Ethical Review Processes

NHS RECs in the UK operate in accordance with the Department of Health’s ‘Research Governance Framework for Health and Social Care’ (second edition 2005). The National Research Ethics Service (NRES) oversees operation of NHS RECs, with the dual mission:

  • to protect the rights, safety, dignity and well-being of research participants; and
  • to facilitate and promote ethical research that is of potential benefit to participants, science and society.

The NRES website at is the primary source of guidance on ethical issues that need to be addressed and application procedures.

Any research work requiring access to patients, confidential information, staff or NHS facilities will require permission from an NHS REC. Where NHS REC permission is required, the ESRC does not require duplication of ethical review in the academic institution. However, it is essential to be aware of specific requirements in one’s own institution and how procedures will interact.

NOTE: Although the UK law relating to clinical trials of medicinal products (the Medicines for Human Use (Clinical Trials) Regulations 2004 SI 2004/1031 technically relates only to clinical trials of medicinal products, NRES and the REC standard operating procedures apply the same rules and standards to all research reviewed by NHS RECs.

NHS RECS: remit, constitution and membership

Specific information on the role, remit constitution and membership of NHS RECs is set out in the Department of Health’s ‘Governance Arrangements for RECs’ (GafREC, 2001). For Scotland the relevant GafREC document is available here.

NHS RECs are also guided by the ‘Standard Operational Procedures (SOPs) for Research Ethics Committees’ (version 4). The Department of Health’s ‘Research Governance Framework for Health and Social Care’ is the primary context of operation, together with applicable laws, including:

  • Data Protection Act 1998
  • Human Rights Act 1998
  • Freedom of Information Act 2000
  • EC Clinical Trials Directive 2001/20/EC
  • Human Tissue Act 2004
  • EC Tissues and Cells Directive 2004/23/EC
  • Mental Capacity Act 2005
  • Human Fertilization and Embryo Act 2008
  • Health and Social Care Act 2008 s158

Individual NHS RECs:

  • are constituted by Strategic Health Authorities and gain their authority as subcommittees of the SHA
  • are not accountable to NHS Trusts (in particular, they are separate in function from R&D Departments)
  • are made up of Lay members and Expert members up to a maximum of eighteen members
  • must include at least one third Lay members. While “Lay members” can include “non-medical clinical staff who have not practised their profession for a period of at least five years”, committees must also include members who are unconnected with research and are not health or social care professionals.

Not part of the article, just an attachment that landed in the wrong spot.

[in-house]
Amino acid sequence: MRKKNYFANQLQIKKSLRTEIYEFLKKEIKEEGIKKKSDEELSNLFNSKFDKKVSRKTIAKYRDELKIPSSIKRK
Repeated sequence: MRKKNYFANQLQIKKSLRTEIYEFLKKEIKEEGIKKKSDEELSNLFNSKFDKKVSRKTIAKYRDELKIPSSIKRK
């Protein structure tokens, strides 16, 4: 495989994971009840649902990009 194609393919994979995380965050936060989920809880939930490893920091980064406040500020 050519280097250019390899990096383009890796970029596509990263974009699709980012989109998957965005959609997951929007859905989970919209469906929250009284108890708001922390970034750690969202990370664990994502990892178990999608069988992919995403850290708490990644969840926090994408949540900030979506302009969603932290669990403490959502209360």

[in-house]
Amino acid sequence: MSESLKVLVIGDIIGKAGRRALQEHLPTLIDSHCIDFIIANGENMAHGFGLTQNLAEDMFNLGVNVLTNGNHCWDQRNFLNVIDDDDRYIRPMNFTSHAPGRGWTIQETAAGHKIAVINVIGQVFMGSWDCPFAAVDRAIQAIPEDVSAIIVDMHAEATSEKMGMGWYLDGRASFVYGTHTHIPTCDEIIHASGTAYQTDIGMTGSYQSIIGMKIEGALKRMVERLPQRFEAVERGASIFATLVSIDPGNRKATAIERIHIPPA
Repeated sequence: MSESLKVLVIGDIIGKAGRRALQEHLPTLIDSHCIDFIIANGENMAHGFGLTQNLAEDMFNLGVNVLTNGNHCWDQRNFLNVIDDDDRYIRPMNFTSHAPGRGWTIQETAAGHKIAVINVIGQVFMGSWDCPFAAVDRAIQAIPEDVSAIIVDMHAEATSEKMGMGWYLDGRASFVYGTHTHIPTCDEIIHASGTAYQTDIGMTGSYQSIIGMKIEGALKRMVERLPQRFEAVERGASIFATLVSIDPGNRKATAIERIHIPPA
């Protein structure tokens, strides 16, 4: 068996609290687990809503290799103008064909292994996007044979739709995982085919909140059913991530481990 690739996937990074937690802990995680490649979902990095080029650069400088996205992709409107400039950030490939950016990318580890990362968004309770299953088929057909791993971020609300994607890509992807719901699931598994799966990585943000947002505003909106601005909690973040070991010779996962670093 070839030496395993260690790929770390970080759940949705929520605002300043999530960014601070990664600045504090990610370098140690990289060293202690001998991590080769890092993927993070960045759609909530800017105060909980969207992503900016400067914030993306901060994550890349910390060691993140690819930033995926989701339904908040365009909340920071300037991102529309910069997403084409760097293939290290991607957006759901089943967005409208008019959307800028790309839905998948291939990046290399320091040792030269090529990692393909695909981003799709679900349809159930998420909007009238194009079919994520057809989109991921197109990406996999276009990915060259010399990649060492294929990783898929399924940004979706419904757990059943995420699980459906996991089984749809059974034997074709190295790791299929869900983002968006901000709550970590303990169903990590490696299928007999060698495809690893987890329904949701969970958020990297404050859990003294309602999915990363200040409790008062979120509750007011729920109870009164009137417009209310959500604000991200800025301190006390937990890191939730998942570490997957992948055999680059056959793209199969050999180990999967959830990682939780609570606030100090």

Amongst others, an NHS REC might include, for example:

  • General Practitioner
  • Nurse/Midwife
  • Professional Allied to Medicine/Clinical Psychologist
  • Clinical Pharmacologist/Pharmacist
  • Social scientist
  • Hospital Consultant
  • Statistician
  • Public Health Physician/Epidemiologist
  • Lay person

What research requires NHS REC approval?

Section 3.1 of GafREC lists 8 criteria for which application to a REC is necessary. For social science work not involving clinical trials criteria a, b, f and g are relevant.

Ethical advice from the appropriate NHS REC is required for any research proposal involving:

  • patients and users of the NHS. This includes all potential research participants recruited by virtue of the patient or user's past or present treatment by, or use of, the NHS. It includes NHS patients treated under contracts with private sector institutions
  • individuals identified as potential research participants because of their status as relatives or carers of patients and users of the NHS, as defined above
  • access to data, organs or other bodily material of past and present NHS patients
  • foetal material and IVF involving NHS patients
  • the recently dead in NHS premises
  • the use of, or potential access to, NHS premises or facilities
  • NHS staff - recruited as research participants by virtue of their professional role.’
  • All clinical trials of investigational medicinal products (CTIMPs). CTIMPs including Healthy Volunteer Studies (Phase One)

NHS REC applications

The following points should be borne in mind when developing your application:

  • The ethical considerations in your protocol design should drive your research
  • From the beginning look at the research from the view of a potential participant
  • Review the literature & discuss it with colleagues – look at what other researchers have done to address similar ethical dilemmas
  • Draft the question you wish to answer and be prepared to modify it
  • Ask, will your protocol design help you to answer the research question?

In regard to the applications three basic points to note are:

  • There is a standard UK wide online application procedure which you should use to apply to a research ethics committee. The Integrated Research Application System (IRAS) is at:
  • Application must be made by Chief Investigator (who must be professionally based in the UK)
  • Only one application for full ethical review needs to be made in the UK. For proposed research which will take place at more than one site the Principle Investigator at each site should complete a ‘Part C’ for a Site Specific Application for that site.

The National Research Ethics Service (NRES) website sets out comprehensive advice on all aspects of application: NRES homepage NRES – Guidance on application and ethical issues NRES – How to apply NRES – find RECs and information about types of REC



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